You think you have a story to tell? I'm sure you do. We all do. And although we are not encouraging storytelling one-upmanship, it might be difficult to find a more harrowing, more dangerous, more humorous and more hopeful one than Sarah MacMillan's. Especially when the story has been crafted by a much-lauded playwright and directed by a talented guy who has great empathy for MacMillan's tale.
You can see for yourself when Psycho Sarah takes the stage as an independent production utilizing the Scoundrel and Scamp Theatre space. Written by Toni Press-Coffman, directed by Christopher Johnson and performed by MacMillan herself, the one-woman show is bound to provide a kick-ass evening at the theater.
To say that MacMillan has had a rough time is a ridiculously inadequate understatement. She has dealt with sexual assault, addiction and mental illness. But she insists that she is not a victim, and she is allowing herself to reclaim her power; a large part of that reclamation is sharing her story.
Now, this is pretty heavy stuff, no doubt. But this is Psycho Sarah, a unique and talented actress with a personality that is "irresistible," according to Johnson, who has known MacMillan for about 10 years. They met in a coffee house; he was reading a script and she asked if he was an actor. Her spirit and openness captivated him. They've been close friends ever since.
As they got to know one another, and since they are both theater folks, the idea of a play soon surfaced. In fact, when they decided to give her story legs, Johnson himself was going to write it. He had done a show years before about his own issues, called The Eating Disorder Talent Show. But he realized that MacMillan's story needed the eye and craft of an experienced playwright. He approached Press-Coffman, and she and MacMillan shared lunches and conversation for a year before Press-Coffman took off to fashion a script. The result is a "better, more objective play" than he ever could have written, says Johnson.
"As a director, my job is to find the truth in every scene. Here, I have to mine Sarah's past—an attempted suicide, a high school rape—getting to the truth of those moments. It's tricky. She has to get to the bottom of those moments; she must be extremely vulnerable."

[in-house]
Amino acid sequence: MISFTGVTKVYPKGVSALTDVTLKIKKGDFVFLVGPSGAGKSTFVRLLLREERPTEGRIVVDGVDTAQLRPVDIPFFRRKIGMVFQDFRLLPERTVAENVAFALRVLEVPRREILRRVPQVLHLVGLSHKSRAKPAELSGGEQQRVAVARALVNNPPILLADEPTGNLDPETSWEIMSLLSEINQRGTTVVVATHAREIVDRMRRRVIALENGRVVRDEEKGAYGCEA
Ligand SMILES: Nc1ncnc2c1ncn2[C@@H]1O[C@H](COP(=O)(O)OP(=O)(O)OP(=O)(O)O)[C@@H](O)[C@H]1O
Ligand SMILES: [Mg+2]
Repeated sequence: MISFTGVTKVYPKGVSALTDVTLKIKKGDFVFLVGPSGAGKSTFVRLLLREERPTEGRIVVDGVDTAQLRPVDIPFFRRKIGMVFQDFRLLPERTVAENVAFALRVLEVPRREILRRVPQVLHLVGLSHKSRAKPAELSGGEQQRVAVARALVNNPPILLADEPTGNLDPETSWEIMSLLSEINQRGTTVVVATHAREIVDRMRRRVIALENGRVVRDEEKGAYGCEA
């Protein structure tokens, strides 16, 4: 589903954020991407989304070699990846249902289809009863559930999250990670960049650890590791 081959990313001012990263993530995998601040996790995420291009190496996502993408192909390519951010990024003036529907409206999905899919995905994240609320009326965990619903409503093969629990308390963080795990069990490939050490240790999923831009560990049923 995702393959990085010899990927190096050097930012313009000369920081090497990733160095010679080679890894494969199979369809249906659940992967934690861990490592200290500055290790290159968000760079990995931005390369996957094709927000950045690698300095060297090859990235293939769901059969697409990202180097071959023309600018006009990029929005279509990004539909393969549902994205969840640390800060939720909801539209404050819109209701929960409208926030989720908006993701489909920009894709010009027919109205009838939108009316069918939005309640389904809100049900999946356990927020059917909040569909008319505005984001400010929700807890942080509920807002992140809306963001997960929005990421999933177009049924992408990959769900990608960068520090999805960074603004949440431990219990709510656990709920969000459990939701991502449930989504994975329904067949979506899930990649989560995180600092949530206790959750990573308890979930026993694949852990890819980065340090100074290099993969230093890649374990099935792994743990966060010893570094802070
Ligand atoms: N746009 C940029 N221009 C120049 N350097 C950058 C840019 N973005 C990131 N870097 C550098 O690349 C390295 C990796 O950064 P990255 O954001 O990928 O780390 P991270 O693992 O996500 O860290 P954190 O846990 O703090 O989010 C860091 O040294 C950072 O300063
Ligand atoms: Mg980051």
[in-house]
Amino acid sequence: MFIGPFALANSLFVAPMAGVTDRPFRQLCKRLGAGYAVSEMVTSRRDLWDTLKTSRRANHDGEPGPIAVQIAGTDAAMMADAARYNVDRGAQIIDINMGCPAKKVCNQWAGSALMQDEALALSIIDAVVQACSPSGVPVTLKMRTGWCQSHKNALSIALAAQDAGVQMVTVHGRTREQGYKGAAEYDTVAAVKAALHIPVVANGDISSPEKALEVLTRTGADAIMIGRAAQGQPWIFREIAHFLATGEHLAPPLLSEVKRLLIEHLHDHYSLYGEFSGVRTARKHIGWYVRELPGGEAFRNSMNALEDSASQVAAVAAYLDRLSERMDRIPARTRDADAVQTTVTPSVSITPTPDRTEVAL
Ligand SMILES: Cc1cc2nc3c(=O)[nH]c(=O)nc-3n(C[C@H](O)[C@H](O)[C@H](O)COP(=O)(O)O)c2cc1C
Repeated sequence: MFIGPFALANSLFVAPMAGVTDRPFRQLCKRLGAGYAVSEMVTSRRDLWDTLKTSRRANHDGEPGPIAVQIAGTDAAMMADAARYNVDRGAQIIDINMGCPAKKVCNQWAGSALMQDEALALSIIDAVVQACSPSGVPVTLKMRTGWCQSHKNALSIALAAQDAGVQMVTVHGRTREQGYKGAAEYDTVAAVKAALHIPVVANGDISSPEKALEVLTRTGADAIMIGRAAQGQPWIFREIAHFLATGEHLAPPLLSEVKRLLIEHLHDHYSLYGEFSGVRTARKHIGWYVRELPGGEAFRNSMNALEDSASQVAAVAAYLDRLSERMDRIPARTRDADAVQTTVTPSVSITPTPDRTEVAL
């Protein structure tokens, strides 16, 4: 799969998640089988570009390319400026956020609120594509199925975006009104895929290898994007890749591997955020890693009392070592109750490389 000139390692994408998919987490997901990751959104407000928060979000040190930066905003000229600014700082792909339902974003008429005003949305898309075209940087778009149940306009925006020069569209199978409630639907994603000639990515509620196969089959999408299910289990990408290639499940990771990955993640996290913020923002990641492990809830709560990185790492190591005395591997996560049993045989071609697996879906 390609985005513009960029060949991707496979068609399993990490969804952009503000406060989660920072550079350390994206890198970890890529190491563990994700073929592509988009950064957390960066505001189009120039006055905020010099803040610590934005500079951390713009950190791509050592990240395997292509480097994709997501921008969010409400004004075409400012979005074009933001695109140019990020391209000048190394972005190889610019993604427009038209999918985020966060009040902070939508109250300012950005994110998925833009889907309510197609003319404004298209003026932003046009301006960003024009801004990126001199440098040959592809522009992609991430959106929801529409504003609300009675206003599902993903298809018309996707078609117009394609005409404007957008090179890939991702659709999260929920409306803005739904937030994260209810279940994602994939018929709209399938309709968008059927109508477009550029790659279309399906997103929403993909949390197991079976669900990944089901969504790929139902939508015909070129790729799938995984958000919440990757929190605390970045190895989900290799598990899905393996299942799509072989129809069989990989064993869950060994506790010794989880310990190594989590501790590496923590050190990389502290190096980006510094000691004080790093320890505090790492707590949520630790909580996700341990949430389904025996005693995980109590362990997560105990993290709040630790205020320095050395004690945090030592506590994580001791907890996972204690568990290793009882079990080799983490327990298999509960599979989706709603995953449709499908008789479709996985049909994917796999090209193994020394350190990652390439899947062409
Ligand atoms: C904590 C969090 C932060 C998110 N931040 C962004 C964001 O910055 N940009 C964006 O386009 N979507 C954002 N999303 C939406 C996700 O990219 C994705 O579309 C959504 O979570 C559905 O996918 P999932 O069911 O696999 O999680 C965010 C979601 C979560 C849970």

But at the same time, he says, they have to make sure she is safe in those emotional moments and the audience feels safe as well. And even though the specifics are of Sarah's life, "the play is incredibly relatable," says Johnson. "This is a play for people who feel alone, who blame themselves for an incident of sexual assault or some other terrible event they have been the victim of; who can't stop using. Yes, she is acting. She is storytelling. But the script doesn't work unless she lets us experience her wonderful personality."
MacMillan, who has lived in Alaska for long stretches but now makes Tucson her home, has told her story at meetings, at treatment and women's centers, and she is used to being open and honest about herself. "But I thought my story would be good for a broader audience, and for years I've talked with my friends about doing a one-woman show. I've been deeply touched by theater experiences. I thought people could be touched with this."
She said she and Press-Coffman would work with a bullet-point list of MacMillan's ideas with wide margins on the page. Those margins would then be filled with notes as they spoke. MacMillan also made a professional sound recording that could give Press-Coffman a real sense of the natural rhythms and cadence of her speech patterns.
"What happens with Toni then is that this becomes an accessible and entertaining way to hear about this hard stuff." It's a strange challenge for MacMillan, because while the story is hers, the voice of the playwright is quite obvious, and MacMillan "has to memorize lines that Toni has written to craft my story."
Oh, the play also incorporates four puppets: Anxiety, Depression, PTSD and Lithium.
"You see?" says MacMillan. "We all have to find humor, and I must be able to laugh at myself, or else it's a torturous life."
MacMillan says she has dealt with so much shame and guilt of rape, addiction and a "classic textbook diagnosis of bi-polar disorder."
Through the 12-step program, medication, therapy, making amends, forgiving herself and others and staying in the moment, she thinks she has been able to "get to the other side," to "have a total chance at a great life." Next month she will celebrate her 19th year of being clean and sober.
There is, of course, the danger when dramatizing such a story like hers of it becoming a self-indulgent, personal confession. MacMillan and Johnson are aware of this. The play focuses only on her life until she got sober at age 25. Says MacMillan, "I have enough distance from these events that it's not a therapeutic exercise that's happening in front of an audience."
It's a very personal story, but it has been developed and will be presented relying on the tools of the art of theater.
This is a very public act of courage. "It's surreal," says MacMillan, "and a teeny bit terrifying." But she adds without a touch of irony, "When I tell friends I'm lucky, they say, what? And I say, yeah I'm lucky. I didn't die."